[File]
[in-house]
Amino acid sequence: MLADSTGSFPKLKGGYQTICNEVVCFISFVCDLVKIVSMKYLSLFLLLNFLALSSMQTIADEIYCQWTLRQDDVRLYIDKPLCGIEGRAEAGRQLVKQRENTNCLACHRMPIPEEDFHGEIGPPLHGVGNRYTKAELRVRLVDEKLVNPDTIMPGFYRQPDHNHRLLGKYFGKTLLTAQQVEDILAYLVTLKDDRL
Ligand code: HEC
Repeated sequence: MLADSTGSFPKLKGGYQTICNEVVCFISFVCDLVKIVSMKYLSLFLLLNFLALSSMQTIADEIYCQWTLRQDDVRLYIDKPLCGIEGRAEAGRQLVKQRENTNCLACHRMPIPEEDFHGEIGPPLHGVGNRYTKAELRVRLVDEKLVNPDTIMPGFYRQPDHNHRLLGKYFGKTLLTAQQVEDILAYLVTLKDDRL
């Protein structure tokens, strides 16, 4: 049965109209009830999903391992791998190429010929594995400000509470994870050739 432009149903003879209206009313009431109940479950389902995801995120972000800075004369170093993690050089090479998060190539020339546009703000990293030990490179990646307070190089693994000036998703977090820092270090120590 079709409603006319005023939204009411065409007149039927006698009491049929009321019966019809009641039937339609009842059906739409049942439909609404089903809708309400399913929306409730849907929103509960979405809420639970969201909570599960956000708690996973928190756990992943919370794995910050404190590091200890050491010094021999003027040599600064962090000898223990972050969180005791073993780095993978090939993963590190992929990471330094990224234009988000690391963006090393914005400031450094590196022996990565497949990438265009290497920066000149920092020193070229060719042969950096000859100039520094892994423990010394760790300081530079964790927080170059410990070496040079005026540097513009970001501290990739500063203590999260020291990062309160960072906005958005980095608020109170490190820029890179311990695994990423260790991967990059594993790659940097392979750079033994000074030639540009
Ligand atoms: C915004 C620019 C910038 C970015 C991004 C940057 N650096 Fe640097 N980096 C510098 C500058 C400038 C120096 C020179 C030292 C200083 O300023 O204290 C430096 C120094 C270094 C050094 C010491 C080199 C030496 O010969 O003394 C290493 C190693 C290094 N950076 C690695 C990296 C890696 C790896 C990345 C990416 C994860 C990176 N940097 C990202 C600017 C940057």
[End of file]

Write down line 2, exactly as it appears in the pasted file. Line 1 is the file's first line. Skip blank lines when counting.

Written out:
Amino acid sequence: MLADSTGSFPKLKGGYQTICNEVVCFISFVCDLVKIVSMKYLSLFLLLNFLALSSMQTIADEIYCQWTLRQDDVRLYIDKPLCGIEGRAEAGRQLVKQRENTNCLACHRMPIPEEDFHGEIGPPLHGVGNRYTKAELRVRLVDEKLVNPDTIMPGFYRQPDHNHRLLGKYFGKTLLTAQQVEDILAYLVTLKDDRL